Age-Related Slowing of Control Processes: Evidence from a Response Coordination Task

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Age-Related Slowing of Control Processes: Evidence from a Response Coordination Task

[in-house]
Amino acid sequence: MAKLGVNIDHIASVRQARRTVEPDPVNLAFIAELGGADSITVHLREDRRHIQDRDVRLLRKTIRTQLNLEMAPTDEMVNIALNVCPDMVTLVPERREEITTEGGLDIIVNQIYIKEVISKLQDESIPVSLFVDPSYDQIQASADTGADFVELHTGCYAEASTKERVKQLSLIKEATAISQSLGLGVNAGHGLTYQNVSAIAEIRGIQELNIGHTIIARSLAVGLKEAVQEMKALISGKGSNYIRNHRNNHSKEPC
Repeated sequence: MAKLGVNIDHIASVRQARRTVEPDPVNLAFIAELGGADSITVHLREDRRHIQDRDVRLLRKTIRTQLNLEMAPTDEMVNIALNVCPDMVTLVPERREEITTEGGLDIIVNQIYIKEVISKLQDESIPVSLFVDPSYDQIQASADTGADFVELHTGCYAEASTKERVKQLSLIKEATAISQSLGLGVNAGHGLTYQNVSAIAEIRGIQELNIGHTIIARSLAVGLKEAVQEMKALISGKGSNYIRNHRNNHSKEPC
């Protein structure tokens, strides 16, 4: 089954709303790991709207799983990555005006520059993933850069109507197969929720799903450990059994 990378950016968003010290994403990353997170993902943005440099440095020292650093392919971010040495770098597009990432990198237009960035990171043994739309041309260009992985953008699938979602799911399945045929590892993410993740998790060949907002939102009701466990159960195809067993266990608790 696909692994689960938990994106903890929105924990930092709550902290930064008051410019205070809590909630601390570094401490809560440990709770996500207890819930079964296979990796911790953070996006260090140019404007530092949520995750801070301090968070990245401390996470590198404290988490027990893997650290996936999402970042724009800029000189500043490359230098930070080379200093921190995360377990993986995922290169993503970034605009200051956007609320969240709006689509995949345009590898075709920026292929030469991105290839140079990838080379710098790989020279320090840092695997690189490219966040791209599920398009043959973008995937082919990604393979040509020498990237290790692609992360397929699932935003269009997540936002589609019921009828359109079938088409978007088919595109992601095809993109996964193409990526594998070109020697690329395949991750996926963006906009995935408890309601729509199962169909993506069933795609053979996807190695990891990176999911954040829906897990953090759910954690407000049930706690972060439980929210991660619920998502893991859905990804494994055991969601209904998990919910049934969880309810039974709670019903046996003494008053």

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  AGE-RELATED SLOWING OF CONTROL PROCESSES:EVIDENCE FROM A RESPONSE COORDINATION TASK Sandro Rubichi, 1,2 Mirco Neri 3 and Roberto Nicoletti 4,1 ( 1 Istituto di Psicologia, Università di Urbino; 2 Dipartimento di Scienze Biomediche,Università di Modena; 3 Dipartimento di Medicina Interna, Università di Modena; 4 Dipartimento di Psicologia dello Sviluppo e della Socializzazione, Università di Padova) A BSTRACT Normal aging is associated with slowing of performance mostly due to a slowedfunctioning of central response-related processes. In this paper we set out to discoverwhether slowing occurs also when the process controlling the coordination of responses isengaged by the task. To this end, we compared the mean-reaction time performance of twogroups of subjects (young vs. elderly) in single- and dual-task experimental paradigm. Theresponse coordination process is required only by the dual-task paradigm. The resultsindicate that, in the dual-task situation, the elderly are markedly slower than young subjects.The eventual relevance of information-processing speed in determining the cognitiveperformance of the elderly is considered in the discussion of the results.Keywords: aging, cognitive slowing, control process, dual-task I NTRODUCTION One of the most amply documented features of aging is the gradual slowingof performance (Birren, 1965; Cerella, 1985; Salthouse, 1985; Vercruyssen,1993; Welford, 1981; for reviews see Craik and Salthouse, 1992, and Salthouse,1991a). More than thirty years ago, Brinley (1965) showed that the responsetime of older adults can be expressed as a simple linear function of the time of response of younger adults, regardless of the specific nature of the task (e.g.,verbal, arithmetic, perceptual, etc.). It was therefore suggested that age-relatedslowing was a general rather than task-specific process.Interestingly, Brinley (1965) found that an important factor in determiningage-related slowing was the complexity of the task (Complexity Hypothesis).This notion was confirmed and further refined in the course of a wide variety of information processing tasks. Variations in the slowing model have beenproposed, such as multilayered slowing (Cerella, 1985), overhead slowing(Cerella, 1990) and information loss (Meyerson, Hale, Wagstaff et al., 1990).An explanation for age-related slowing is that older adults experience areduction in the processing resources that are fundamental for cognitiveprocessing (Salthouse, 1985, 1988). Processing resources can be characterized asattentional capacity, working memory capacity and speed of processing.Age-group differences in attentional capacity have been demonstrated by Cortex, (1999) 35, 573-582  means of the divided-attention paradigm. Older adults have more difficulty thanyoung adults when performing two different tasks simultaneously (Greenwoodand Parasuraman, 1997; Hartley, 1992; for reviews see Kramer and Larish,1996). Evidence of an age-group difference in working memory has been foundin a variety of measures, including digit span (Salthouse, 1988), the sentencespan (Light and Anderson, 1985; Gick, Craik and Morris, 1988), and other typesof computation spans (Dobbs and Rule, 1989; Salthouse, 1990, 1994). Finally, areduction in the processing speed leading to a slowing of all cognitive operationshas been proposed as a general characteristic of adult aging (Salthouse andSomberg, 1982).There is broad general agreement that the elderly perform much more slowlythan the young when the complexity of the task is increased (e.g., Bashore,1994). However, investigators in the field are now differentiating the relevancethat each information processing stage has in determining the general cognitiveslowing. In other words, greater effort is now going into determining process-specific slowing by manipulating the complexity of the task (Fisk and Fisher,1994), and task difficulty has been used to determine the specific cost of eachcognitive operation in order to assess whether slowing is uniform across allcomponents of information processing or not. Task difficulty has beenmanipulated (a) by increasing the number of processing steps involved in thesolution of a given task or (b) by rendering the operations performed by aparticular information processing stage more complex.By increasing the number of steps in a task, it has been demonstrated thatcentral (elaborative) processing speed slows more with age than peripheral(sensory-motor) processing speed. An extensive longitudinal study on reactiontime (RT) performance has shown that even simple RTs increased at a rate of about 0.5 ms/yr. beginning from the age of 20, but the slowing is more evidentfor more demanding RT tasks (e.g., Fozard, Vercruyssen, Reynolds et al., 1994).Thus, both peripheral and central processing speed slows with age, but greaterslowing occurs when central processing is required by the task.By increasing the complexity of the operations to be computed at theprocessing stage, it has been shown that, of the central components of information processing, response selection-related processes slow selectivelywith age (Bashore, 1990; Lorsbach and Simpson, 1988). For example, byreducing the degree of compatibility in a stimulus-response compatibility task(which affects the response selection stage, see Lu and Proctor, 1995), olderadults show increased RT compared with young adults (Simon, 1967). Inaddition, the performance of the elderly slows down more than that of the youngwhen the difficulty of the response selection operations is enhanced byincreasing the number of stimulus-response alternatives (McDowd and Craik,1988).The notion that the response selection stage is the main cause of slowing alsoarises from psychophysiological studies without the manipulation of taskdifficulty. For example, Zeef and Kok (1993), in a study combining RTperformances and psychophysiological parameters such as P3 latency, the onsetof the lateralized readiness potential, and the electromyogram of hands,concluded that, in young subjects, central and peripheral response-related 574 Sandro Rubichi and Others  processes appear to coincide, whereas, in the elderly, response selection precedesresponse execution. This conclusion is in agreement with previous findingssuggesting that in the elderly the onset of response selection is slower than inyoung adults (e.g., Bashore, Osman and Heffley, 1989), that is, even thoughslowing of information processing also occurs in stimulus processing, it isgreater in the response selection stage (Bashore, 1994). It is worth noting thattime restriction in stimulus processing by itself does not account for age-relateddifferences. Given unlimited time, but no specific strategyinstruction, the elderlystill perform substantially less well than their younger counterparts (for reviewsee Craik, Anderson, Kerr et al., 1995).Accordingly, the above-mentioned studies have focused mainly on theefficiency of the information processing stages, while control processes havereceived less attention. By control processes we mean that set of cognitiveoperations that are not directly involved in the representation of cognitive states,but rather with the organization of such states towards attaining a specific goal.In other words, the term “control” refers to those processes by which anindividual optimizes his performance in multicomponent tasks. The basic idea isthat a number of mental representations are normally active simultaneously andin parallel, but, at any given time, only some of them guide action and thought.An essential feature of control processes is that they are functionally separatedfrom a multitude of processes that can be controlled by them. Control processesare therefore considered to be fundamental for top-down control of behavior(Norman and Shallice, 1986). Moreover, it is generally accepted that normalaging implies a decline in frontal cortex functioning, which supports controlprocesses (Moscovitch and Winocur, 1995; Rafal and Henik, 1994).Considering that cognitive slowing in the elderly is mostly attributable to theslowed functioning of the response selection stage, the aim of the present workwas to determine whether older adults exhibit slowing in the control processesinvolved in the coordination of two responses. An experimental paradigmdeveloped to study how control processes operate in the scheduling of behaviorhas been proposed by Umiltà, Nicoletti, Simion et al. (1992). In it, the samestimulus requires either one or two responses, depending on the experimentalcondition. In the first block (single-task), subjects are required to make aspeeded manual response (to right or left) depending on the stimulus position(right or left). In the second block (dual-task), subjects are also instructed to sayaloud, after the manual response has been produced, whether the two letterswhich composed the stimulus are the same or different. For the second taskthere is no time constraint (unspeeded response). Thus, in the dual-taskcondition, the response sequence has to be coordinated. This is a basic mentaloperation that is crucial for efficient performance in cognitive tests and, moreimportant, for everyday activities (De Jong, 1995).Young subjects displayed a longer RT to the stimulus position in the dual-than in the single-task condition. According to the authors, given that in thedual-task condition the two responses are relative to different  features of the same stimulus, RT slowing occurs because the control process of responsecoordination acts as a bottleneck, causing postponement of the speeded responseto the stimulus position when engaged in the decision about the coordination of   Age-related slowing and control processes 575  the two responses (see Pashler, 1984, 1989, 1994, for the decision and response-selection bottleneck model).This paradigm has proved to be a very powerful tool in detecting the residualattentional deficit in both severe and mild closed-head injury (Stablum,Leonardi, Mazzoldi et al., 1994; Stablum, Mogentale and Umiltà, 1996).Interestingly, in the mild closed-head injury group, the response coordinationprocess is impaired only for the patients over the age of 30. This finding leadsus to hypothesize that normal aging per se could produce an impairment in theresponse coordination process.In the present study, we applied the Umiltà et al. (1992) paradigm to young andold adults to find out whether response coordination is particularly slowed in theelderly. Note that in this paradigm task difficulty is not manipulated by increasingthe complexity of the operations to be computed at an information processingstage. Rather, task difficultyis manipulated by the insertion of the responsecoordination process that is required only by the dual-task condition. In this mannerwe are able to determine whether the time cost of this process is greater for theelderly than for the young. Bearing in mind the psychophysiological and behavioraldata reported above, we expected to find longer RTs for both single- and dual-taskconditions in the elderly than in young adults. However, if the responsecoordination process were impaired in older adults, we would expect to find anoveradditive interaction between age and task. M ATERIALS AND  M ETHODS Subjects Two groups of subjects participated in the experiment. One consisted of 10 youngsubjects (5 male and 5 female; mean age = 28.2 years, S.D. = 4.3; mean years of education= 15.5, S.D. = 2.6) working at the Geriatric Department of the University of Modena. Theother group consisted of 10 elderlysubjects (5 male and 5 female; mean age = 72.3 years,S.D. = 2.5; mean years of education = 8.3, S.D. = 3.5) recruited from the center of motorand leisure activity at the same Geriatric Department. Subjects were all right-handed, hadnormal or corrected-to-normal visual acuity (Salthouse, Hancock, Meinz et al., 1996), andwere naive as to the purpose of the experiment.In normal aging there is increasing heterogeneity (Berkman, 1988) due to a set of conditions, including the presence of subtle, subclinical or well-controlled chronic diseasesthat do not interfere functionally with everyday activities (Fried, Storer, King et al., 1991).These conditions are able to impair performance in many physical and mental tasks bycomparison with subjects who age “successfully”, that is, those who are free of suchlimitations (German, 1995).For these reasons, in the case of elderly subjects, both the following inclusion criteriawere taken into account:(a) A score on the Cumulative Illness Rating Scale (CIRS) of 14 (Parmalee, Thuras,Katz et al., 1995). CIRS is a standardized instrument for obtaining the physician’s rating of a patient’s health status according to 14 major organ/system groups. The item score rangesfrom 1 to 5 along with the presence and severity of the disease. A score of 14 means theabsence of either subclinical disease or functional impairment.(b) Mini Mental State Examination (MMSE) score of 27 or more. MMSE is aninterviewer-administered measure out of 30-point of overall cognitive functioning (Folstein,Folstein and McHugh, 1975). A score of 24 has traditionally been considered as the cut-off point for “normality”. However, there is recent evidence to show that a score of 27 or moreis a better guarantee that subjects with incipient dementia, or at risk of developing dementia, 576 Sandro Rubichi and Others  are not recruited into the study (Hanninen, Hallikainen, Koivisto et al., 1995; Braekhus,Laake and Engedal, 1995). Task  The experiment took place in a dimly-lit room. Each participant seated in front of acathode-ray tube screen driven by a Tulip dt 386sx personal computer. The head waspositioned on an adjustable head-and-chin rest, and the distance between the eyes and thescreen was approximately 40 cm. The stimuli (1.5°  × 5.5°) were shown for 2000 ms 10°tothe left or right of a central fixation cross (1°  × 1°). The stimuli consisted of two letters,one above the other; the letters were either the same or different. The responses were madeby pressing one of two keys on the computer keyboard. One key (the character “z”), locatedto the left of the bodymidline, was pressed by the left index finger, whereas the other (thecharacter “\”), located to the right of the bodymidline, was pressed by the right indexfinger. The software was based on MEL Professional (Schneider, 1988). Procedure Each subject took part in a single experimental session comprising 2 blocks of 72 trialseach, with a 5-min block-rest in between. The task of the first block was locationdiscrimination only (i.e., single-task) while that of the second block was for the locationplus identity discriminations (i.e., dual-task) 1 . For each block, the experimental trials werepreceded by some practice trials. The stimuli appeared in a quasi-random sequence, withthe proviso that there should be an equal number of left- or right-side presentations and anequal number of same- and different-letter pairs.In each trial, the central cross was presented for 2000 ms, followed by the stimulus for2000 ms. Participants were instructed to make the speeded keypress for locationdiscrimination the moment the stimulus was presented. The intertrial interval was 2000 ms.The instructions differed according to the experimental condition. In the single-task,subjects were required to press the right-hand key if the stimulus appeared on the right, andto press the left hand key if the stimulus appeared on the left. In the dual-task, subjectswere also instructed to say aloud, after making the manual response, whether the two letterswere the same or different. It must be noted that the subjects were instructed to postponethe same-different decision until after the manual response for the location task had beenmade. The instructions stressed that there was no time constraint for uttering the verbalresponse. R ESULTS The mean level of education of the two groups proved to be different, t = 5.20,p < .001. Even if education was found to be non-predictive of RT performanceover the age of 70 years (Christensen, Korten, Jorm et al., 1997), we preferred totake it as covariate for the following analysis. On the whole, errors in the left-right discrimination task were 0.3% for the young adults group and 1.7% for theelderly adults group.  Age-related slowing and control processes 577 1 Since we did not counterbalance the block order of the experimental conditions, one might argue that fatigue couldhave skewed the results obtained in the elderly subjects. However, in a pilot session, some elderly subjects failed toachieve optimum performance during the practice trials on the dual-task block when it was performed first.Accordingly, we decided to keep the same block order for all subjects (that is, one block for the single-task followedby one block for the dual-task) and to insert a 5-min rest between blocks, thereby avoiding the risk of fatigue in theelderly subjects. Indeed, none of the subjects complained of fatigue; rather, the single-task block served as practice forthe dual-task block in all cases.